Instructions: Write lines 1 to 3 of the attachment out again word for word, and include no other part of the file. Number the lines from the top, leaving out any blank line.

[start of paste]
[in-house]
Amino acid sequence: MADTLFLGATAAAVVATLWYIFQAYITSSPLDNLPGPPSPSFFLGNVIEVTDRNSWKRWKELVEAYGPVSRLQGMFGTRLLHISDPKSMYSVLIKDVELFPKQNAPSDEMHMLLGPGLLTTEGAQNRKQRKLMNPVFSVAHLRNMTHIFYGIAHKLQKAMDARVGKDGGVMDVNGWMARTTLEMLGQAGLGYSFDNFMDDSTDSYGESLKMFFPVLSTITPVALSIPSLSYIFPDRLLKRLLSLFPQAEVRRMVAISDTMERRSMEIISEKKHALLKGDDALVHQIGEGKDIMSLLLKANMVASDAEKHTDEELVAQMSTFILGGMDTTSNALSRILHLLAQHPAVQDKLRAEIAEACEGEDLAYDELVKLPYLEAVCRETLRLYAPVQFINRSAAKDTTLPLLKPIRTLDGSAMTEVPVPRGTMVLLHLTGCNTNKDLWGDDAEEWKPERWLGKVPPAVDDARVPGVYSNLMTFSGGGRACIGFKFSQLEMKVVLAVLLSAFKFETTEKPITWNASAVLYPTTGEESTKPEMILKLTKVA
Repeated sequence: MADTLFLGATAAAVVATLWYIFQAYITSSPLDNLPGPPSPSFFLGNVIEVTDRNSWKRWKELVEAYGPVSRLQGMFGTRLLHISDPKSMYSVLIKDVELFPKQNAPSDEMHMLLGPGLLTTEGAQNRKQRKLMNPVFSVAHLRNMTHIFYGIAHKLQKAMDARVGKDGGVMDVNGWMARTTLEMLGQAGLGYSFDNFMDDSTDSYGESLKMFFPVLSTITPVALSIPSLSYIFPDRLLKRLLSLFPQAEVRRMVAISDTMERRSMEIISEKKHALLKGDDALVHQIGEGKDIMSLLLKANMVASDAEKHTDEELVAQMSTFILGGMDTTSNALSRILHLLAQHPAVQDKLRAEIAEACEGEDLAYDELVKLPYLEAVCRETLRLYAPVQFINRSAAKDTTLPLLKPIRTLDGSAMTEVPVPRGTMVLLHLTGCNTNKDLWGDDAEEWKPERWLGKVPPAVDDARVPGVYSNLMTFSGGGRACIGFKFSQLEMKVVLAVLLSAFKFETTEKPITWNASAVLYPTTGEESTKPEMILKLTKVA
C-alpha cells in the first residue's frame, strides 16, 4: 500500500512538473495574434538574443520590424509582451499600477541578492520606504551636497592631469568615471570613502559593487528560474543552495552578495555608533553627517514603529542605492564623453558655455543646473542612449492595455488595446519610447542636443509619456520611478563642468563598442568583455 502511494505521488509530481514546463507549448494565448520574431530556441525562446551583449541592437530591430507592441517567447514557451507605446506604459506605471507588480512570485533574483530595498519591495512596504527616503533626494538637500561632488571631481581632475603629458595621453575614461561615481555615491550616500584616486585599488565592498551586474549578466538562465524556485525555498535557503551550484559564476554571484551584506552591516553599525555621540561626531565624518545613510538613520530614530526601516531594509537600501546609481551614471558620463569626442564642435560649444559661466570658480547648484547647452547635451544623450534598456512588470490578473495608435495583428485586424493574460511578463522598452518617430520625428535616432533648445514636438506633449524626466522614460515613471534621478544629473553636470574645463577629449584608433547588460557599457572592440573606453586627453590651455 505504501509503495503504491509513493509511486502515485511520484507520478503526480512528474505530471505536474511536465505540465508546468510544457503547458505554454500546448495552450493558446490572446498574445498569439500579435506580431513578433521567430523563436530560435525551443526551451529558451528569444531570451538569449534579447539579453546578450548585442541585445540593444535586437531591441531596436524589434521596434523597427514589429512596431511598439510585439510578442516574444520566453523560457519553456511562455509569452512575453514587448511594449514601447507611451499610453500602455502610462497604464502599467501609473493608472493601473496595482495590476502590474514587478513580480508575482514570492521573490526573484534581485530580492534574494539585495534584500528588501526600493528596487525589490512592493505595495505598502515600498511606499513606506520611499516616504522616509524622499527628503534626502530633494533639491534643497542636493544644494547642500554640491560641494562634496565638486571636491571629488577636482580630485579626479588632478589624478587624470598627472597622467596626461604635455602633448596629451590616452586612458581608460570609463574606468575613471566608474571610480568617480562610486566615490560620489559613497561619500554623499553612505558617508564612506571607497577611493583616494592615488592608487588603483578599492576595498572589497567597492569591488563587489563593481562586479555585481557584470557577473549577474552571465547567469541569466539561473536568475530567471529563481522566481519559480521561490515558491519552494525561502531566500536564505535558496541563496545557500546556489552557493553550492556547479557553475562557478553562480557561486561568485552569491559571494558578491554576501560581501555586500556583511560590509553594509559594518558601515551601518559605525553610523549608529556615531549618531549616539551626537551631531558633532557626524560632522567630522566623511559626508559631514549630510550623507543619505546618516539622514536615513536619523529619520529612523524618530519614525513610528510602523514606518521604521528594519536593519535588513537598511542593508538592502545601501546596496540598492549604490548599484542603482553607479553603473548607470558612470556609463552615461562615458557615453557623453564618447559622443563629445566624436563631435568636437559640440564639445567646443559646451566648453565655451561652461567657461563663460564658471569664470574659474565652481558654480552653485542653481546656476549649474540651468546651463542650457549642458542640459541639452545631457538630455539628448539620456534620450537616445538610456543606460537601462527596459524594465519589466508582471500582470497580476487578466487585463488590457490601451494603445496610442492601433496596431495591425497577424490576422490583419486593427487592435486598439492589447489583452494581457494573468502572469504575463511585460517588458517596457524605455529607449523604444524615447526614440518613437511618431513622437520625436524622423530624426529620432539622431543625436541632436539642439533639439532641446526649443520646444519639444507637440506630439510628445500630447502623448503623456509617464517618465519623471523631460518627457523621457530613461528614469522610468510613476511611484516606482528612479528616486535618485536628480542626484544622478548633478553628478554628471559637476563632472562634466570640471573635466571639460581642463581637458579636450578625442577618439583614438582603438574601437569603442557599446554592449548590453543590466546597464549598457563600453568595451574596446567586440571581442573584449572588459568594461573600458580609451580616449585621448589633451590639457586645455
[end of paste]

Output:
[in-house]
Amino acid sequence: MADTLFLGATAAAVVATLWYIFQAYITSSPLDNLPGPPSPSFFLGNVIEVTDRNSWKRWKELVEAYGPVSRLQGMFGTRLLHISDPKSMYSVLIKDVELFPKQNAPSDEMHMLLGPGLLTTEGAQNRKQRKLMNPVFSVAHLRNMTHIFYGIAHKLQKAMDARVGKDGGVMDVNGWMARTTLEMLGQAGLGYSFDNFMDDSTDSYGESLKMFFPVLSTITPVALSIPSLSYIFPDRLLKRLLSLFPQAEVRRMVAISDTMERRSMEIISEKKHALLKGDDALVHQIGEGKDIMSLLLKANMVASDAEKHTDEELVAQMSTFILGGMDTTSNALSRILHLLAQHPAVQDKLRAEIAEACEGEDLAYDELVKLPYLEAVCRETLRLYAPVQFINRSAAKDTTLPLLKPIRTLDGSAMTEVPVPRGTMVLLHLTGCNTNKDLWGDDAEEWKPERWLGKVPPAVDDARVPGVYSNLMTFSGGGRACIGFKFSQLEMKVVLAVLLSAFKFETTEKPITWNASAVLYPTTGEESTKPEMILKLTKVA
Repeated sequence: MADTLFLGATAAAVVATLWYIFQAYITSSPLDNLPGPPSPSFFLGNVIEVTDRNSWKRWKELVEAYGPVSRLQGMFGTRLLHISDPKSMYSVLIKDVELFPKQNAPSDEMHMLLGPGLLTTEGAQNRKQRKLMNPVFSVAHLRNMTHIFYGIAHKLQKAMDARVGKDGGVMDVNGWMARTTLEMLGQAGLGYSFDNFMDDSTDSYGESLKMFFPVLSTITPVALSIPSLSYIFPDRLLKRLLSLFPQAEVRRMVAISDTMERRSMEIISEKKHALLKGDDALVHQIGEGKDIMSLLLKANMVASDAEKHTDEELVAQMSTFILGGMDTTSNALSRILHLLAQHPAVQDKLRAEIAEACEGEDLAYDELVKLPYLEAVCRETLRLYAPVQFINRSAAKDTTLPLLKPIRTLDGSAMTEVPVPRGTMVLLHLTGCNTNKDLWGDDAEEWKPERWLGKVPPAVDDARVPGVYSNLMTFSGGGRACIGFKFSQLEMKVVLAVLLSAFKFETTEKPITWNASAVLYPTTGEESTKPEMILKLTKVA